PERTH (miningweekly.com) – Newly appointed CEO of BHP Billiton Andrew Mackenzie has expressed his optimism about the future of mining, telling the Melbourne Mining Club that the industry had an important role to play.
“The world’s population is expected to rise by as much as a third by 2050 to more than nine-billion. And only if we deliver steady, sustainable growth in commodities – from steelmaking, through to metals, energy and energy transfer, to food – can we be sure that by 2030, the global middle class could grow to five-billion, up from two-billion today.
“That is the noble purpose of our trade: to supply the resources that enable economic growth and lift several billion people out of poverty,” Mackenzie said.
He noted that to follow this growth, mining companies would need to adjust their portfolios to more consumption-based commodities, adding that this would be a more straightforward task for BHP, given its diversified portfolio.
“My other reason for optimism is on the supply side. But there is a contradiction here. Investors are concerned about oversupply, yet customers, policymakers, and nongovernmental agency’s fear scarcity.
“Popular opinion has it that our industry is fundamentally unsustainable because the world, they believe, is running out of resources. Popular opinion is wrong.”
Mackenzie said that as the industry’s understanding of the earth’s geology improved, so had its confidence in resource abundance. A basic assessment of the world’s geology suggested that hundreds of years of supply was available, he added, noting that in 1900, the world’s copper reserves were 25-million tons. Today, they were over 500-million tons.
“And yes, we face declining grades, longer haul distances and rising strip ratios; and, therefore, must target deeper deposits. But history shows we will overcome those challenges, just as we have in the past. Over the last century, the average run-of-mine grade for copper has fallen by three-quarters to less than 1%. Yet annual supply has increased from under one-million tons to over 16-million tons.”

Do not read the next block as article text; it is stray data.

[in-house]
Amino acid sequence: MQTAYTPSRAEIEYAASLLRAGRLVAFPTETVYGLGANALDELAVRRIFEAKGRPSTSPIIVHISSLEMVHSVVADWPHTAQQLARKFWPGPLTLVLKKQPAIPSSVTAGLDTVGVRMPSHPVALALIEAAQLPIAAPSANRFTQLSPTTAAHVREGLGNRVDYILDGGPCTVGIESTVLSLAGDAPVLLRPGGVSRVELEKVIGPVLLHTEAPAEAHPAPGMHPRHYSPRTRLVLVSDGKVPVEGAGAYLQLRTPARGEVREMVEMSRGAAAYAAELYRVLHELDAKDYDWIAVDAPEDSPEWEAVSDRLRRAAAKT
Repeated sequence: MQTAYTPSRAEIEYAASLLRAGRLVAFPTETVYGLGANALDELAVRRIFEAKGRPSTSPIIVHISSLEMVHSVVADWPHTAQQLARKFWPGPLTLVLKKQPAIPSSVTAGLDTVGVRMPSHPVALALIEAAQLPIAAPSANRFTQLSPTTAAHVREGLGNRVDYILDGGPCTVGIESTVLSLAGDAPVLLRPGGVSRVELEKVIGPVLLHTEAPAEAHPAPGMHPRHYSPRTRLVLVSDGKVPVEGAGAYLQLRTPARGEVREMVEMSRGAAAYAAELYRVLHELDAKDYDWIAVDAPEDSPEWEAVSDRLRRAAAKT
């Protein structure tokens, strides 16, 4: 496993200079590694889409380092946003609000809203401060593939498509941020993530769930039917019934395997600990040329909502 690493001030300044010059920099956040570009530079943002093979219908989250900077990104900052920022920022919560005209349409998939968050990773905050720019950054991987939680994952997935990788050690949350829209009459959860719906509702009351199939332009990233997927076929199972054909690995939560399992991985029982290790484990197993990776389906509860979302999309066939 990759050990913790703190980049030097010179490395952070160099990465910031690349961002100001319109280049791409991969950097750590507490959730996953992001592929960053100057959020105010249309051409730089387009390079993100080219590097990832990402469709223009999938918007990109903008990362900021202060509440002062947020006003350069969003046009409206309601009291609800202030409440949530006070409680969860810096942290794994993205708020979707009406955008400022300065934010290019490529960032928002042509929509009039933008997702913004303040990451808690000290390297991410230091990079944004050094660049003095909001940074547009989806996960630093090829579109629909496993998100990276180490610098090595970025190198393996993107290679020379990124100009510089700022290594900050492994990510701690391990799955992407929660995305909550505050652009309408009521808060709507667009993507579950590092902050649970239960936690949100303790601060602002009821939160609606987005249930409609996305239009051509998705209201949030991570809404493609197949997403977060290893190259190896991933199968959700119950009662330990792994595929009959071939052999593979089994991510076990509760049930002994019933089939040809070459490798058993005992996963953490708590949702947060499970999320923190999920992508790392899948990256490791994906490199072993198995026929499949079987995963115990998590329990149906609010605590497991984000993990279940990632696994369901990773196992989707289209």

Mackenzie stated that human ingenuity could be trusted to find new ways to discover, economically extract, efficiently use, recycle, or substitute natural resources to meet growing demand.
He added that as most commodities now traded on transparent markets, the industry could count on clear price signals to induce the new production required.
“More balanced markets require us to get much sharper on operating and capital productivity to expand margins and increase returns, no matter where prices go. And as customers and consuming nations become more confident that they will receive the supply they require, and policymakers understand that we are not about to run out of raw materials, then the conversation will change for the better.”
Mackenzie noted that if resources were not scarce, society had a choice.
“We do not have to mine or drill everywhere. And we can be more selective in the way we use the capital that is not returned to shareholders. Our industry will only invest where we are welcome, and where we can generate the most value without adverse social and environmental impact – or excessive shareholder risk given the returns on offer.”
He added that while larger, higher-grade deposits held obvious appeal, it could likely be that smaller, lower-grade resources would be developed first, as geology was not the only consideration when making an investment decision.
“The supply to meet demand will come from those jurisdictions that do not have supply cartels nor political arrangements which fail to direct the bulk of the benefits of mineral wealth to their people. The nations that will successfully attract investment are those in which governments offer political and fiscal stability, and where policymakers want to work with us to create conditions for industry to prosper.”
“We have the longest investment cycles in the world and we cannot move our orebodies en masse to other countries. So, when we invest, it is for the very long term,” Mackenzie said.